The Freedom and Justice Party (FJP) has defended its Vice-President Essam El-Erian’s recent statement made on the Egyptian Dream TV channel, where he called on Egyptian Jews and foreign-born Palestinians to return to their homelands.
El-Erian made specific mention of Egyptian Jews, calling on them to return home, saying their departure from Israel would allow for Palestinians to resettle their homes.
El-Erian’s latest remarks were made on live television, where he proceeded to criticise former President Gamal Abdel Nasser, by asking the Dream channel presenter why Nasser had expelled Jews from Egypt in the first place. El-Erian was critical of Nasser’s reign, saying their exodus contributed to the occupation of other’s lands.
“Egyptian Jews should refuse to live under a brutal, bloody and racist occupation,” El-Erian added.
Mohamed Soudan, the FJP spokesperson, defended El-Erian’s statement by saying it was the party’s desire to see Palestinians return to their homeland.
“Our policy is clear,” Soudan said. “We call on all occupied people to return to their lands and we ask, or rather hope, that Palestinian people will return.” The party’s official position on the matter also extends to Jews living in Israel. “If you ask for one group to return, so too must we ask the others,” he said, adding that Jews should return to wherever they may have come from, be it “Poland, Egypt or anywhere.”
Soudan was quick to emphasise the party stood against Zionism, but have no qualms with Jews. “They have a complicated history, but the Jewish motherland is not Israel,” he added, whilst also saying Egyptians should celebrate the different faiths together as they are part of a greater whole.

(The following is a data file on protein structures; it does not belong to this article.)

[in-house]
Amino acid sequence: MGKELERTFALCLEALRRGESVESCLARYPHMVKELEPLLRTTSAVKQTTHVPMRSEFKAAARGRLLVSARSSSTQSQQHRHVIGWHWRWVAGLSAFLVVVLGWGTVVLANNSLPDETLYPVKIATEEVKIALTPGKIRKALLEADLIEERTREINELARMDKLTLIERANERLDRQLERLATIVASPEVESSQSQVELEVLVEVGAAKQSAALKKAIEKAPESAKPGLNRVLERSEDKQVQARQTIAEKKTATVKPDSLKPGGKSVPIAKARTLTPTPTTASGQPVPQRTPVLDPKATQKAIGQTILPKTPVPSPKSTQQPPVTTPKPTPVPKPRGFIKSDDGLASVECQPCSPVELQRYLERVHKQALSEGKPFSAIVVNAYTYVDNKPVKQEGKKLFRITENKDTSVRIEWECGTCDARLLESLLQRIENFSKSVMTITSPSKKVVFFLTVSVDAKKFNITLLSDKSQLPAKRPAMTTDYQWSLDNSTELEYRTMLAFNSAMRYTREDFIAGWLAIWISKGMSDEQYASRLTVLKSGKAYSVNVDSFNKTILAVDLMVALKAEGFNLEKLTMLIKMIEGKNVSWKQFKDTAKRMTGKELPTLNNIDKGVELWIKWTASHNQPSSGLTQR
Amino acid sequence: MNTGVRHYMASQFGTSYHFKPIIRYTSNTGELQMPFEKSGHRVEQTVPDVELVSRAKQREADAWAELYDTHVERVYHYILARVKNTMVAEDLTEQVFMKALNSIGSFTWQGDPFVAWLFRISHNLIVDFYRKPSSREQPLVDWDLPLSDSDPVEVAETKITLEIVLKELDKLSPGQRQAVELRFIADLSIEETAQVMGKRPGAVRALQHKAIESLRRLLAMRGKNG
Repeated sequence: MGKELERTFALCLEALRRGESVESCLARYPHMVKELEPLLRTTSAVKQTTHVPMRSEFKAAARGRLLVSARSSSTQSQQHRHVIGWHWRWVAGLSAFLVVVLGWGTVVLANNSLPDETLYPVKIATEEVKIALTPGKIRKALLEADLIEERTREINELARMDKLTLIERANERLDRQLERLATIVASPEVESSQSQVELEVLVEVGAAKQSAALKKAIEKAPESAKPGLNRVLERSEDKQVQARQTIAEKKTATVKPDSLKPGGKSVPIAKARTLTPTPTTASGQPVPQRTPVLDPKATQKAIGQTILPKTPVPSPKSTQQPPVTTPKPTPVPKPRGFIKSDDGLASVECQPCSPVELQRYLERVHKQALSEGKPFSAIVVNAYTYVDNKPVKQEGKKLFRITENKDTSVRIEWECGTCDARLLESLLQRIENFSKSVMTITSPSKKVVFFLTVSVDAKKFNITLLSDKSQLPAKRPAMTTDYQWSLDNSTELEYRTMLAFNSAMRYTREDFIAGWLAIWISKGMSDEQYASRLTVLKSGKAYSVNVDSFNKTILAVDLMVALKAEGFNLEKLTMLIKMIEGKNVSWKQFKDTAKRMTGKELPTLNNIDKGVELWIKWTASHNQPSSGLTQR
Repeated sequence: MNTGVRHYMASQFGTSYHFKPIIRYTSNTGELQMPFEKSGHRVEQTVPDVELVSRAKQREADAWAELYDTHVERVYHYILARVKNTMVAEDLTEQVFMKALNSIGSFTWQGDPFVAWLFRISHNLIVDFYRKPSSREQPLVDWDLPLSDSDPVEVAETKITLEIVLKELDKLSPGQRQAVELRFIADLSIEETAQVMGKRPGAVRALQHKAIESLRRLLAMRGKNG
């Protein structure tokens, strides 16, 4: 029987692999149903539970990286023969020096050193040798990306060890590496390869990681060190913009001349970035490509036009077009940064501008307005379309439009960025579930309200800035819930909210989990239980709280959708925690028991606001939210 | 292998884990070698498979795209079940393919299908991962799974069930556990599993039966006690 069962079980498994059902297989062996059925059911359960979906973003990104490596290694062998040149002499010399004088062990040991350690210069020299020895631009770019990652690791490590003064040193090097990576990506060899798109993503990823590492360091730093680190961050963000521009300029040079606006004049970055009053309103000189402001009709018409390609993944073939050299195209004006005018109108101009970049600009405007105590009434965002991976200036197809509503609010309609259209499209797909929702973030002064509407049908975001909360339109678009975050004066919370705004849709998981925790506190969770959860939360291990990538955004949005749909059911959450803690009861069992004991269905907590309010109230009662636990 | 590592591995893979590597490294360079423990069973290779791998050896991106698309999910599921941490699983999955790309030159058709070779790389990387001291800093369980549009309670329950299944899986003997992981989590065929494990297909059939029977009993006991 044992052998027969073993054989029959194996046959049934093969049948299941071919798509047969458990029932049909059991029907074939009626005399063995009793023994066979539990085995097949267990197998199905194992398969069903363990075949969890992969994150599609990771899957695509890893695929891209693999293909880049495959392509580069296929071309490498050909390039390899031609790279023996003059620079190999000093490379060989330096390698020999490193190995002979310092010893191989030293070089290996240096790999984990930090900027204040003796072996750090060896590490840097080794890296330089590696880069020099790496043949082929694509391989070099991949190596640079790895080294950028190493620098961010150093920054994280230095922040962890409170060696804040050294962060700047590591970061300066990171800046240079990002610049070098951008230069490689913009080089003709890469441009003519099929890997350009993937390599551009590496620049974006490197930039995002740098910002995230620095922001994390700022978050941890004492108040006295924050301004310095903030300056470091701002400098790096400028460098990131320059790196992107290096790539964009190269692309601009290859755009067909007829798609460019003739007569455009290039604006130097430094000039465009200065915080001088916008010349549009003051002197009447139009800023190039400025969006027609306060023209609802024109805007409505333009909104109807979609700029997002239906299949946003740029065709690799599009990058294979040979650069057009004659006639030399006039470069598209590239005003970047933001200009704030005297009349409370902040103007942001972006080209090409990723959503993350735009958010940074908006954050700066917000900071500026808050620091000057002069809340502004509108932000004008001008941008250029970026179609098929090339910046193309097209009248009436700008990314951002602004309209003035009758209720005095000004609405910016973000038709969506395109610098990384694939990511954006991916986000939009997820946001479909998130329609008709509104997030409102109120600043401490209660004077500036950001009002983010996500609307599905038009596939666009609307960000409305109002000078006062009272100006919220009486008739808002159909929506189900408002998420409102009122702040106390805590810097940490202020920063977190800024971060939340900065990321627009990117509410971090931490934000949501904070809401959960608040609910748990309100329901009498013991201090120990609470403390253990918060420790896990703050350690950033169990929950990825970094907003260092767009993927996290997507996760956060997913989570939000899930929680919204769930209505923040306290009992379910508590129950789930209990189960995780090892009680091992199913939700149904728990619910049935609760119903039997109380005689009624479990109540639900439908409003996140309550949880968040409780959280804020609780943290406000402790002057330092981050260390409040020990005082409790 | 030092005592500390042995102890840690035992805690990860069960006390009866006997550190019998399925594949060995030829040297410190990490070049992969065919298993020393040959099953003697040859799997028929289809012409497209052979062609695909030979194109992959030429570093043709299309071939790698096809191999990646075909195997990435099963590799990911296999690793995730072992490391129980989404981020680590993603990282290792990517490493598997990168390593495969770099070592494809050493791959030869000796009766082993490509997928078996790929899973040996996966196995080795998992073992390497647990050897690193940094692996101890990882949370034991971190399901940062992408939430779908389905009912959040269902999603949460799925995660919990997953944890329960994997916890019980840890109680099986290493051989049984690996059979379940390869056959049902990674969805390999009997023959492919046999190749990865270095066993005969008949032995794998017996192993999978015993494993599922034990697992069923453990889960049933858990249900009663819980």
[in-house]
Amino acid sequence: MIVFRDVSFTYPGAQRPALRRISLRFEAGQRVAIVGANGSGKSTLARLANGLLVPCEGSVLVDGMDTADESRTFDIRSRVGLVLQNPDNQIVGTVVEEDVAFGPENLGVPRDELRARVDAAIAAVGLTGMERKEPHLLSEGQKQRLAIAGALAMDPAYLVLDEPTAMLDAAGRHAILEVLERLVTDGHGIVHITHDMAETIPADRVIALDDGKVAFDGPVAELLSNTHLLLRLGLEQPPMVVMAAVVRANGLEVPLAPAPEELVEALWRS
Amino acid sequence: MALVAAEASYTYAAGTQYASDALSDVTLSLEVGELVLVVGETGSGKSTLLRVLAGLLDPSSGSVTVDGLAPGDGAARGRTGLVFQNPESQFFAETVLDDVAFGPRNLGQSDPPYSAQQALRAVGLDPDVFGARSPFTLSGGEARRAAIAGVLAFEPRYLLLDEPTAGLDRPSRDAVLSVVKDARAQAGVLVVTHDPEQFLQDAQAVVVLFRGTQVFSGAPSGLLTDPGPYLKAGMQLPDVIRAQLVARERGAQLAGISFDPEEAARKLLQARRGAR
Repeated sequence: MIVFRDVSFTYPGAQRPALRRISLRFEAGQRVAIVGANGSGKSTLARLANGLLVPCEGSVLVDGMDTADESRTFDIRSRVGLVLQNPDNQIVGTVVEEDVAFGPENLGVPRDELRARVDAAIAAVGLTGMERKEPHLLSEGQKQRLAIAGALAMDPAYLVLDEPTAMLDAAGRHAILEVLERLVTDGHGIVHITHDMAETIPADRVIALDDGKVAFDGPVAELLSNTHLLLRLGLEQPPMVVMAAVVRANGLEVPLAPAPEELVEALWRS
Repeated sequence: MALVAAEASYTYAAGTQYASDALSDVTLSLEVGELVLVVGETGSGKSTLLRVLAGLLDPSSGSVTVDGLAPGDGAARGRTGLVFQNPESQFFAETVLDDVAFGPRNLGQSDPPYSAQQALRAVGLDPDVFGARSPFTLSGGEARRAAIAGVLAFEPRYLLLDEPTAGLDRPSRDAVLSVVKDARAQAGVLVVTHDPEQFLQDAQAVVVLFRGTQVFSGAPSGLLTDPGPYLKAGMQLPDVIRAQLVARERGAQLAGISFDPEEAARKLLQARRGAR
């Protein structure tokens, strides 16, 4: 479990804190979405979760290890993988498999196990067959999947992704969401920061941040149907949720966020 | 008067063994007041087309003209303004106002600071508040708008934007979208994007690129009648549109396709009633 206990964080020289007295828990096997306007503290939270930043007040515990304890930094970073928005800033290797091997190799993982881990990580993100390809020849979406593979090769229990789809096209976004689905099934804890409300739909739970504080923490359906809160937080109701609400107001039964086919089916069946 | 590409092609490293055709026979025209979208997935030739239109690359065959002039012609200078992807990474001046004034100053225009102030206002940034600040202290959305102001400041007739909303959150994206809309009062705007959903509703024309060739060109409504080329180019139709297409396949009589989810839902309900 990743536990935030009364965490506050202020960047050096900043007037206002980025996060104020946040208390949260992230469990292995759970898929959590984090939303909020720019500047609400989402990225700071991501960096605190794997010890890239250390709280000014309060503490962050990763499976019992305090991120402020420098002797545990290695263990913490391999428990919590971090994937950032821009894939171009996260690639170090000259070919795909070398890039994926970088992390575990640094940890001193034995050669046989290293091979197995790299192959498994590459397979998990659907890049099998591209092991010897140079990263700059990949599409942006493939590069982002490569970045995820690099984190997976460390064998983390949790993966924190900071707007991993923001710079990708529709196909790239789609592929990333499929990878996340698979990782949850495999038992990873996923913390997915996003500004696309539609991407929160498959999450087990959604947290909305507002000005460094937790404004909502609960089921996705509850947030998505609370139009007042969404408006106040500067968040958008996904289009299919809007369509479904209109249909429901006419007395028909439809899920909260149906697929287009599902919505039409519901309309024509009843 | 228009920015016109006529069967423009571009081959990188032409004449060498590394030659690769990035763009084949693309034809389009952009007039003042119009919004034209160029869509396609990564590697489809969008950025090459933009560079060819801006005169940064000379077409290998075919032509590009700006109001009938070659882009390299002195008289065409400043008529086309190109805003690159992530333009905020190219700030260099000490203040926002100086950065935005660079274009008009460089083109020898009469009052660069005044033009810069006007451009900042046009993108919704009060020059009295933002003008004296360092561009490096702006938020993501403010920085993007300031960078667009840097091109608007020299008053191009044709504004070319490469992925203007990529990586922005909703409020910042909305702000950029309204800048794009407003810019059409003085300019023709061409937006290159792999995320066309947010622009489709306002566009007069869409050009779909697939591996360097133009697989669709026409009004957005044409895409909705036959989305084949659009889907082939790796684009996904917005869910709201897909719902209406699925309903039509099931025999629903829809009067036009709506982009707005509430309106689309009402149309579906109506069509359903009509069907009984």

In response to El-Erian’s comments, a lawsuit was filed on the grounds that he is in a position of responsibility, and should not be spreading false information that could be harmful to national security; inferring that Arab and Egyptian Jews that are responsible for occupying Palestine.
Egyptian law recognises, and allows, the practice of the “three heavenly faiths,” namely Judaism, Christianity, and Islam. However, sectarian strife exists between the faiths and Christians have since the revolution seen an increased number of attacks on their places of worship. Tensions between religious groups are exacerbated by repeated calls from fringe groups for an Islamic nation governed by Islamic law with no place for other faiths. More recently, Coptic representatives in the Constituent Assembly withdrew in protest to what they saw was an Islamist-dominated assembly and a constitution that did little to safeguard their rights
The current Jewish population in Egypt is negligible. By their own estimates, there are less than 100 Egyptians who identify themselves as being Jewish. The population keeps a low profile out of fear they would be persecuted.